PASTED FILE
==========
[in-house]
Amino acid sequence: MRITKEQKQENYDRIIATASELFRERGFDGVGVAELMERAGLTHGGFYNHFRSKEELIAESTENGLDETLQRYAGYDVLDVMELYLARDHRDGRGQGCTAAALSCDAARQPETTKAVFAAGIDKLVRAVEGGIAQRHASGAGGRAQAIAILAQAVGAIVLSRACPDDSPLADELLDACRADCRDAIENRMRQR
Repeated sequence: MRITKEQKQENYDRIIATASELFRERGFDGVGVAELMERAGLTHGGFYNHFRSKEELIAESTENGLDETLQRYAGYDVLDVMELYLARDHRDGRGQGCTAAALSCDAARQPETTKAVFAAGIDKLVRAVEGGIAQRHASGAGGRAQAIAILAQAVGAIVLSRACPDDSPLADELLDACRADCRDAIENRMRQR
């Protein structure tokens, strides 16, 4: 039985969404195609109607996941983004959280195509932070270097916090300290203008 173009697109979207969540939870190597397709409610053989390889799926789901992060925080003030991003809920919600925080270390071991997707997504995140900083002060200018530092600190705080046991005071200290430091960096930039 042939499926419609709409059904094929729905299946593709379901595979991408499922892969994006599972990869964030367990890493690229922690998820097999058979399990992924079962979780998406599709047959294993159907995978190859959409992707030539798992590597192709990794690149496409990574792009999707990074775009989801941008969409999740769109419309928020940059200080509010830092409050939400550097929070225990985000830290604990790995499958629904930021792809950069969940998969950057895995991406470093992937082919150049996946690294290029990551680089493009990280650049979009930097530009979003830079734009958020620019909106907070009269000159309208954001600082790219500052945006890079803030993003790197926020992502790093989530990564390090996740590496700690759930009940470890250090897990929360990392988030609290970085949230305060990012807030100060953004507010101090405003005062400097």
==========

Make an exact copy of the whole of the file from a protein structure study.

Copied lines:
[in-house]
Amino acid sequence: MRITKEQKQENYDRIIATASELFRERGFDGVGVAELMERAGLTHGGFYNHFRSKEELIAESTENGLDETLQRYAGYDVLDVMELYLARDHRDGRGQGCTAAALSCDAARQPETTKAVFAAGIDKLVRAVEGGIAQRHASGAGGRAQAIAILAQAVGAIVLSRACPDDSPLADELLDACRADCRDAIENRMRQR
Repeated sequence: MRITKEQKQENYDRIIATASELFRERGFDGVGVAELMERAGLTHGGFYNHFRSKEELIAESTENGLDETLQRYAGYDVLDVMELYLARDHRDGRGQGCTAAALSCDAARQPETTKAVFAAGIDKLVRAVEGGIAQRHASGAGGRAQAIAILAQAVGAIVLSRACPDDSPLADELLDACRADCRDAIENRMRQR
């Protein structure tokens, strides 16, 4: 039985969404195609109607996941983004959280195509932070270097916090300290203008 173009697109979207969540939870190597397709409610053989390889799926789901992060925080003030991003809920919600925080270390071991997707997504995140900083002060200018530092600190705080046991005071200290430091960096930039 042939499926419609709409059904094929729905299946593709379901595979991408499922892969994006599972990869964030367990890493690229922690998820097999058979399990992924079962979780998406599709047959294993159907995978190859959409992707030539798992590597192709990794690149496409990574792009999707990074775009989801941008969409999740769109419309928020940059200080509010830092409050939400550097929070225990985000830290604990790995499958629904930021792809950069969940998969950057895995991406470093992937082919150049996946690294290029990551680089493009990280650049979009930097530009979003830079734009958020620019909106907070009269000159309208954001600082790219500052945006890079803030993003790197926020992502790093989530990564390090996740590496700690759930009940470890250090897990929360990392988030609290970085949230305060990012807030100060953004507010101090405003005062400097």